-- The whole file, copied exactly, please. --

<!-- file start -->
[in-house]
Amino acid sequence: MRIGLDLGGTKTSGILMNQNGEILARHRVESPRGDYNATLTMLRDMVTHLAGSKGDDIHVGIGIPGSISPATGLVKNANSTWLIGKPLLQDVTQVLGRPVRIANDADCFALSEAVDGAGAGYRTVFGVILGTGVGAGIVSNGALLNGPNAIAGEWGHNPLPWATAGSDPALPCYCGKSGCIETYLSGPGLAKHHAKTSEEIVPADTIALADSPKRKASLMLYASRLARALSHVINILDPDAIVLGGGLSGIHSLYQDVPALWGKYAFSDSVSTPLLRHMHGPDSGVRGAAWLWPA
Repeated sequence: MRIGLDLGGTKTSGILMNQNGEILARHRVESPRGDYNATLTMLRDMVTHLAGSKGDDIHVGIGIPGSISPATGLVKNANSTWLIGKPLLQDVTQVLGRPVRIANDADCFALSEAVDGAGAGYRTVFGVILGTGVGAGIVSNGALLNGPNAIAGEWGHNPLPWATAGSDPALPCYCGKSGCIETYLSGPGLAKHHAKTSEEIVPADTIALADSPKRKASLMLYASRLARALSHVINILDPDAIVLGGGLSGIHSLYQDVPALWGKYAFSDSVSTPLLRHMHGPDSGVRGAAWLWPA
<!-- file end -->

[in-house]
Amino acid sequence: MRIGLDLGGTKTSGILMNQNGEILARHRVESPRGDYNATLTMLRDMVTHLAGSKGDDIHVGIGIPGSISPATGLVKNANSTWLIGKPLLQDVTQVLGRPVRIANDADCFALSEAVDGAGAGYRTVFGVILGTGVGAGIVSNGALLNGPNAIAGEWGHNPLPWATAGSDPALPCYCGKSGCIETYLSGPGLAKHHAKTSEEIVPADTIALADSPKRKASLMLYASRLARALSHVINILDPDAIVLGGGLSGIHSLYQDVPALWGKYAFSDSVSTPLLRHMHGPDSGVRGAAWLWPA
Repeated sequence: MRIGLDLGGTKTSGILMNQNGEILARHRVESPRGDYNATLTMLRDMVTHLAGSKGDDIHVGIGIPGSISPATGLVKNANSTWLIGKPLLQDVTQVLGRPVRIANDADCFALSEAVDGAGAGYRTVFGVILGTGVGAGIVSNGALLNGPNAIAGEWGHNPLPWATAGSDPALPCYCGKSGCIETYLSGPGLAKHHAKTSEEIVPADTIALADSPKRKASLMLYASRLARALSHVINILDPDAIVLGGGLSGIHSLYQDVPALWGKYAFSDSVSTPLLRHMHGPDSGVRGAAWLWPA